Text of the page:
The Globalization of Corporate Environmental Disclosure: Accountability or Greenwashing?

Between 2005 and 2008, the world saw a dramatic increase in corporate environmental reporting. Yet this transition toward greater transparency and accountability has occurred unevenly across countries and industries. Findings by professors Christopher Marquis and Michael W. Toffel provide the first systematic evidence of how the global environmental movement affects corporations' environmental management practices. Firms' use of symbolic compliance strategies, for instance, is affected by specific corporate characteristics and by institutional context. This study contributes to a larger body of research on the effects of global social movements and environmental reporting. Read More

Who Is Governing Whom? Senior Managers, Governance and the Structure of Generosity in Large U.S. Firms

Analyzing several Fortune 500 firms over the period of 10 years, Christopher Marquis and Matthew Lee discuss the factors that influence corporate philanthropy, using the subject to theorize about and test how structural features of organizations help senior leaders to shape firm strategy. Read More

The Contingent Nature of Public Policy and Growth Strategies in the Early Twentieth-Century U.S. Banking Industry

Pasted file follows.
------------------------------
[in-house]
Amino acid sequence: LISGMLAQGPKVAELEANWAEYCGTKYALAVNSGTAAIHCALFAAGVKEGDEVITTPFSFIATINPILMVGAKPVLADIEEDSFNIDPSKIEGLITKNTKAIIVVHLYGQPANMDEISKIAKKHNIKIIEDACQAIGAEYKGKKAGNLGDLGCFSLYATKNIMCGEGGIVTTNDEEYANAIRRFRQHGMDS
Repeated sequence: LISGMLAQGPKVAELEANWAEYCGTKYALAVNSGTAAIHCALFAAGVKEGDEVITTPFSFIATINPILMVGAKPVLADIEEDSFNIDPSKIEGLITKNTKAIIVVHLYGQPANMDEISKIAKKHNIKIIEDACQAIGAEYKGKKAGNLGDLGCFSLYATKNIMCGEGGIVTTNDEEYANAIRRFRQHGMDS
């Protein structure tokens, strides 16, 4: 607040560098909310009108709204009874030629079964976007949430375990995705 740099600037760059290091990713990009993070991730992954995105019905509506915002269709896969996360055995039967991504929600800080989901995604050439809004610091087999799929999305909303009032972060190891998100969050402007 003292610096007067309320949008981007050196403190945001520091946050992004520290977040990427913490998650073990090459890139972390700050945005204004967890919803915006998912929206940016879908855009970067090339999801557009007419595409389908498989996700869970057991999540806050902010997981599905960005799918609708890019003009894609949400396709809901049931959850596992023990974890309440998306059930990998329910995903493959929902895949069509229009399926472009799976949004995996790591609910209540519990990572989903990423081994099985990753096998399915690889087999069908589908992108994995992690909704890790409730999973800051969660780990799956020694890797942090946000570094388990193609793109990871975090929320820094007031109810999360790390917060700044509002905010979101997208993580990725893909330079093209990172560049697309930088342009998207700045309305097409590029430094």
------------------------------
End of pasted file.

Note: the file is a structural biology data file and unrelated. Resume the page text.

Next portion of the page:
The effects of public policy on organizations and economic activities have been widely observed. This line of research has contributed to organizational theory by showing the importance of state action for constructing economic systems, as well as firm structures and strategies. But there are a number of reasons why this perspective may in fact overemphasize the importance of public policy. This working paper, forthcoming as an article in the Academy of Management Journal, more fully investigates the contingent nature of the effects of policy on organizations, with the orienting premise that policy is just one of the external conditions that organizations face, and policy effects are more or less powerful to the extent that they are interactive with other elements of the environment. Specifically, the authors focus on how policy that regulated bank branching and other environmental factors affected—independently as well as interactively—the emergence and growth of large-scale firms in U.S. commercial banking from 1896 to 1978. Read More

Acting Globally but Thinking Locally? The Influence of Local Communities on Organizations

It is a paradox that in a globalizing and "boundaryless" economy, factors associated with local communities—such as interpersonal networks, laws, and tax rates, among others—remain important for understanding organizational behavior. As Marquis and Battilana argue, communities influence organizational behavior not only as local markets and resource environments, but also through a number of institutional pressures. Focusing on communities as institutional environments provides fresh theoretical insights into organizational behavior, in addition to offering a more unified perspective to the diverse set of research that is emerging on local communities. Read More

The Geography of Corporate Giving

Where a company is headquartered influences the types of social programs it supports, such as housing assistance, disease research, and the arts, according to new research by professor Christopher Marquis and his coauthors. Is social spending too confined by geography? Read More